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# Performing math operations in FPGAs (Part 5)

Posted: 05 Mar 2014     Print Version

Keywords:binary math  integer division  dividend  divisor  remainder

I am afraid to say that I lied to you in my previous article.

I said in that instalment would be the last of these rantings about binary math. But then I realised that I had no good references on performing binary division (especially in fixed-point), so I decided to dedicate this installment to binary division. I apologise in advance for the long-windedness of my pontifications. Fasten your seat belts!

Let's first refresh ourselves on the "long division" that we learned in grade school. Let's say we want to find how many threes are in 136 (136 ÷ 3)—I don't know why we'd ever want to do this, but I'm sure there's a good application for it somewhere. First, we set up our long division table as illustrated below.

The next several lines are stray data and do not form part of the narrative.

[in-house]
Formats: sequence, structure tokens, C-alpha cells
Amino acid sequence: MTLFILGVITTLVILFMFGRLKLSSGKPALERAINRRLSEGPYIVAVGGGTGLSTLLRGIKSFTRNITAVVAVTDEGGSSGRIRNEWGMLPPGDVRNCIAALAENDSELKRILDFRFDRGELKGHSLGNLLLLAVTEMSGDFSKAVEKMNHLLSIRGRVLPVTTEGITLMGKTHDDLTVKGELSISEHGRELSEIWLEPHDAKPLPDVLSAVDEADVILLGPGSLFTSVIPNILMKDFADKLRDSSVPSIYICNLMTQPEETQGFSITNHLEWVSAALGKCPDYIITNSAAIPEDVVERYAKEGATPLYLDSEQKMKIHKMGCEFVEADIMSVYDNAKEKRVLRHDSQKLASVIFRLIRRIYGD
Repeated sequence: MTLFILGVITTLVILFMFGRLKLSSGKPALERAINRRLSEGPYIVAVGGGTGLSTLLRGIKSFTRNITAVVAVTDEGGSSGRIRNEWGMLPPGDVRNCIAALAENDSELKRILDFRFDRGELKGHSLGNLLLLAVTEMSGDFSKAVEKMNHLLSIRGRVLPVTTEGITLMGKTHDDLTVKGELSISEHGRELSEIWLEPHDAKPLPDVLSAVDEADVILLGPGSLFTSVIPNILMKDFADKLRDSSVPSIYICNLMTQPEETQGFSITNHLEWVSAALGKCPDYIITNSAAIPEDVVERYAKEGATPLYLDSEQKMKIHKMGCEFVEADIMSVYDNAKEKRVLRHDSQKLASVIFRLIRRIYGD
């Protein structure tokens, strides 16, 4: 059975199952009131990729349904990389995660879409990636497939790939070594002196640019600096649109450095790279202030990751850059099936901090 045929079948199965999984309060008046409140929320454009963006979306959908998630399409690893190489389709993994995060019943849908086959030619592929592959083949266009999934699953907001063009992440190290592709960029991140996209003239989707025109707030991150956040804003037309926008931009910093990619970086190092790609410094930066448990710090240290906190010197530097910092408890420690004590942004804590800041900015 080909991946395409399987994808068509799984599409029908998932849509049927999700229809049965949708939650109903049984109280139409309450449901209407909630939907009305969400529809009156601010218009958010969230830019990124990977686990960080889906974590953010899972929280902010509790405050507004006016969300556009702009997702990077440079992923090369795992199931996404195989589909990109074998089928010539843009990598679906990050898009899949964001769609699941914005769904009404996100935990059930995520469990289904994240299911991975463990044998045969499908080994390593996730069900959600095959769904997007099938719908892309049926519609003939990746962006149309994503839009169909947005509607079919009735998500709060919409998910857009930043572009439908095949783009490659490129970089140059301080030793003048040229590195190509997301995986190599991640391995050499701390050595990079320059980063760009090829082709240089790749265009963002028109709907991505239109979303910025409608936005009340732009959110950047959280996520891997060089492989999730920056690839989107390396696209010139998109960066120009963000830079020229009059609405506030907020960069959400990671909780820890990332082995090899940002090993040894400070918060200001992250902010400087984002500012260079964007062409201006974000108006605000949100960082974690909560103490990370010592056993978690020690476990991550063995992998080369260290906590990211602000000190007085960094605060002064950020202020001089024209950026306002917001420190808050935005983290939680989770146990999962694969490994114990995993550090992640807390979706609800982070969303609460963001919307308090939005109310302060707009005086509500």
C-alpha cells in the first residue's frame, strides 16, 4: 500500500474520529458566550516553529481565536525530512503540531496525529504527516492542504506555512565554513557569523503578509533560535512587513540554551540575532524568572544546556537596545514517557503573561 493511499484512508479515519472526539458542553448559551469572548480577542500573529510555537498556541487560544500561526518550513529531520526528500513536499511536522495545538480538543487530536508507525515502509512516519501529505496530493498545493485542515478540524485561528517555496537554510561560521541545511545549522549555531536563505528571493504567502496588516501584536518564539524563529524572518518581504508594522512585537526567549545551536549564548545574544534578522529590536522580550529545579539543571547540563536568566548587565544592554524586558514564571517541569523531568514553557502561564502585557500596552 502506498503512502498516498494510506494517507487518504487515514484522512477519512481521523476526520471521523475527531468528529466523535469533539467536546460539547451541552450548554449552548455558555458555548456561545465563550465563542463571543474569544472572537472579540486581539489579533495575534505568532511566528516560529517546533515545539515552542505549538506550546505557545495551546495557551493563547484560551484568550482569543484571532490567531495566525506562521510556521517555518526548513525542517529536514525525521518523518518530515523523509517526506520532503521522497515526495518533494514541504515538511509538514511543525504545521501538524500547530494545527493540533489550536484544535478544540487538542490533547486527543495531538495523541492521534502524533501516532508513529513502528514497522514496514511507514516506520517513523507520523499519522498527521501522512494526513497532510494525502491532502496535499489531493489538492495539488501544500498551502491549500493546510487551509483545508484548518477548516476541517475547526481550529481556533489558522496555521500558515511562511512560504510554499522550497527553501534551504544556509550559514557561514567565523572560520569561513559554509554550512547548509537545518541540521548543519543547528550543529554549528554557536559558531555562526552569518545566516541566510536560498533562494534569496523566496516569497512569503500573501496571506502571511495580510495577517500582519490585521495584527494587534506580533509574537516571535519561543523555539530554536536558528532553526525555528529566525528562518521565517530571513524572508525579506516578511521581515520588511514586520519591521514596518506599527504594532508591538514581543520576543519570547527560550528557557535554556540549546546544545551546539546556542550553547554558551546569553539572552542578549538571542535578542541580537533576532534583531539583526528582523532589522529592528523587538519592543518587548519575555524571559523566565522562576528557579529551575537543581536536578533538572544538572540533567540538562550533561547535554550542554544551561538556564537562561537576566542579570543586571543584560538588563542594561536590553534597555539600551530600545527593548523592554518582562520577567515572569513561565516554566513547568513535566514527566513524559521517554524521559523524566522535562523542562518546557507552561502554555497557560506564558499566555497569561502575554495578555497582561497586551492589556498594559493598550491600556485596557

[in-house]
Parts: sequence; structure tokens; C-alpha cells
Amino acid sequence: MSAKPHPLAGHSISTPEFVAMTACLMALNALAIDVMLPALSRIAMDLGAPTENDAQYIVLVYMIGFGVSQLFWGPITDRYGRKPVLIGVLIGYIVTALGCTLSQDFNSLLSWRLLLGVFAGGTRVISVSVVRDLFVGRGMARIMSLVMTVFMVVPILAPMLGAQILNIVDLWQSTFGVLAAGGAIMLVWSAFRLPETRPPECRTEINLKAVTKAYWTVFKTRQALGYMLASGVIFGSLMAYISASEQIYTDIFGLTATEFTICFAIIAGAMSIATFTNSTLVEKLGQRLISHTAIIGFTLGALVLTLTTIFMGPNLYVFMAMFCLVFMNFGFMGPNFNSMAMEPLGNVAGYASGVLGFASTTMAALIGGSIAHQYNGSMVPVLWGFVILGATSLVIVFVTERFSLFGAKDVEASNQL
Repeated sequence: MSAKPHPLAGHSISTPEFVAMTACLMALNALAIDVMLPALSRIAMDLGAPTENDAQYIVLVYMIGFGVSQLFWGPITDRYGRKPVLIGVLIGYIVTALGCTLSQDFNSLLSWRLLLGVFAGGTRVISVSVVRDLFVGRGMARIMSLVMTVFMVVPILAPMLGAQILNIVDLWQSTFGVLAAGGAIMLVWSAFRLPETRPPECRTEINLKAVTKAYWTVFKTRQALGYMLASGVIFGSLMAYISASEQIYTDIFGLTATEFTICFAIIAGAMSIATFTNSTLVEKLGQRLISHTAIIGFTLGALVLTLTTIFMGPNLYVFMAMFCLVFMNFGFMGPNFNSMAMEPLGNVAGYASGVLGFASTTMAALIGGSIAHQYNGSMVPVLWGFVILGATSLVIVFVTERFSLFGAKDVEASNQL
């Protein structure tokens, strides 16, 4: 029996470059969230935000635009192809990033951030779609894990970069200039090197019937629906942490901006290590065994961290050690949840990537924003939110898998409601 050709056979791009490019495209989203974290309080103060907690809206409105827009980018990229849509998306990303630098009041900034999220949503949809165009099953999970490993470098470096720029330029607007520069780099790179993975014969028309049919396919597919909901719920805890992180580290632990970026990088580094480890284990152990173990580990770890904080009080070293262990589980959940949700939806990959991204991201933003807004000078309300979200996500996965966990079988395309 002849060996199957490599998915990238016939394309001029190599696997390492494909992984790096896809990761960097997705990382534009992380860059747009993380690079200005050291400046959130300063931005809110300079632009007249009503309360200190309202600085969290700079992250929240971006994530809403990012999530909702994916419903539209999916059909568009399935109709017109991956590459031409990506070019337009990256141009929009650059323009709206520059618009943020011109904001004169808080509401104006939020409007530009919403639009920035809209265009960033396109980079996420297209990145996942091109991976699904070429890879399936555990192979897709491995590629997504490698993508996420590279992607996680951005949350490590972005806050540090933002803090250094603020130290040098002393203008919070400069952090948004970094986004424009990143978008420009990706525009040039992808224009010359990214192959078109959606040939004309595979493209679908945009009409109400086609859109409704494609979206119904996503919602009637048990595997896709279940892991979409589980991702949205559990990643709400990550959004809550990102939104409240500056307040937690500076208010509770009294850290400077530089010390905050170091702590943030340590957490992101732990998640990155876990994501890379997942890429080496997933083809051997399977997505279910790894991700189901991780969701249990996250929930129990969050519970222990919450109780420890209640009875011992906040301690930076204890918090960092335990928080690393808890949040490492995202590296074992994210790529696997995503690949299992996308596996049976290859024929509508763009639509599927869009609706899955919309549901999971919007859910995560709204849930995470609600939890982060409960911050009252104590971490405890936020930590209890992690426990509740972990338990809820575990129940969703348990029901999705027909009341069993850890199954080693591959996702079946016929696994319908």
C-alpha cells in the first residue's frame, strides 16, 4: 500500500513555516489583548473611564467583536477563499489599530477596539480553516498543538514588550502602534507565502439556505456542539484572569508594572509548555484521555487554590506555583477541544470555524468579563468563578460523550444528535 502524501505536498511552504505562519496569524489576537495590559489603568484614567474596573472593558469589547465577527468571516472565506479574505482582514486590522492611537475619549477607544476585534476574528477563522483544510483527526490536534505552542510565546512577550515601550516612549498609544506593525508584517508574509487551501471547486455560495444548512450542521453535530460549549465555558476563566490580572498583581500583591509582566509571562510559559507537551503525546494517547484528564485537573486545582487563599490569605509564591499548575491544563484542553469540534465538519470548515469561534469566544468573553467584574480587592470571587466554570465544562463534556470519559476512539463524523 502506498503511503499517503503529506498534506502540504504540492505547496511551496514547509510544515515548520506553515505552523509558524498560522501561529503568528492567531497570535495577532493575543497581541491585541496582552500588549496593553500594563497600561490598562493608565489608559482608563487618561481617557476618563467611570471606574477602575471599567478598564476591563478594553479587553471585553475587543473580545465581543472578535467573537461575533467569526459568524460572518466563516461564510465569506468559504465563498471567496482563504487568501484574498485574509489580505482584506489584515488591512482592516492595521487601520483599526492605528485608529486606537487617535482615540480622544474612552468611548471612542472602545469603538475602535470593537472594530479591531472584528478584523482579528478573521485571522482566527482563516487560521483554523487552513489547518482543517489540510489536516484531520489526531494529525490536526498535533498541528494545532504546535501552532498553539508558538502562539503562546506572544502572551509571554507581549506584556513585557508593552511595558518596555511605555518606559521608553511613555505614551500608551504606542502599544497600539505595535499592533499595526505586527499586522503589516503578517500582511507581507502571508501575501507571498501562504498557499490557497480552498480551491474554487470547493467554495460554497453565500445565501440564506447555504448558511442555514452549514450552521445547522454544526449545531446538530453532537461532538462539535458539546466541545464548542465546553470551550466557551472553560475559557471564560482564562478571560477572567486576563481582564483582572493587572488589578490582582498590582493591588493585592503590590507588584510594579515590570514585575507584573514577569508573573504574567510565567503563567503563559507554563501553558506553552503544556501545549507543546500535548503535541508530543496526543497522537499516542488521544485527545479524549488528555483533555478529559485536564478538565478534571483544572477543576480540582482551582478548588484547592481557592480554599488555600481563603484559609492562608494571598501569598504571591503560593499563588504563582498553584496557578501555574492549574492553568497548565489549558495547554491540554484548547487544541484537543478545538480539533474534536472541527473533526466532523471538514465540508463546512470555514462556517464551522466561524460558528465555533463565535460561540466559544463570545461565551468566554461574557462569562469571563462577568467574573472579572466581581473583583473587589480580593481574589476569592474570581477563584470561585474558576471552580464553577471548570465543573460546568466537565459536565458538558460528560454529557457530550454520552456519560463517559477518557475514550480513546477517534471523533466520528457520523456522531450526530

Starting from the left (the higher-order digits), and working towards the right, we test how many times we can fit our divisor into our dividend. So, left-aligning the two numbers, we see that 3 will go into 1 zero times (or, more correctly, 300 will go into 100 zero times).

Next, we multiply the zero and our divisor, and put the properly-aligned result into the table beneath the dividend.

Now we subtract the results of the multiplication and place the result of the subtraction in the table—perhaps carrying down only the next digit in significance.

Using the next-lower-ordered bit, we see that 3 will go into 13 four times (or, more correctly, 30 will go into 130 four times).

We repeat this subtraction process until we've progressed through all of the digits.

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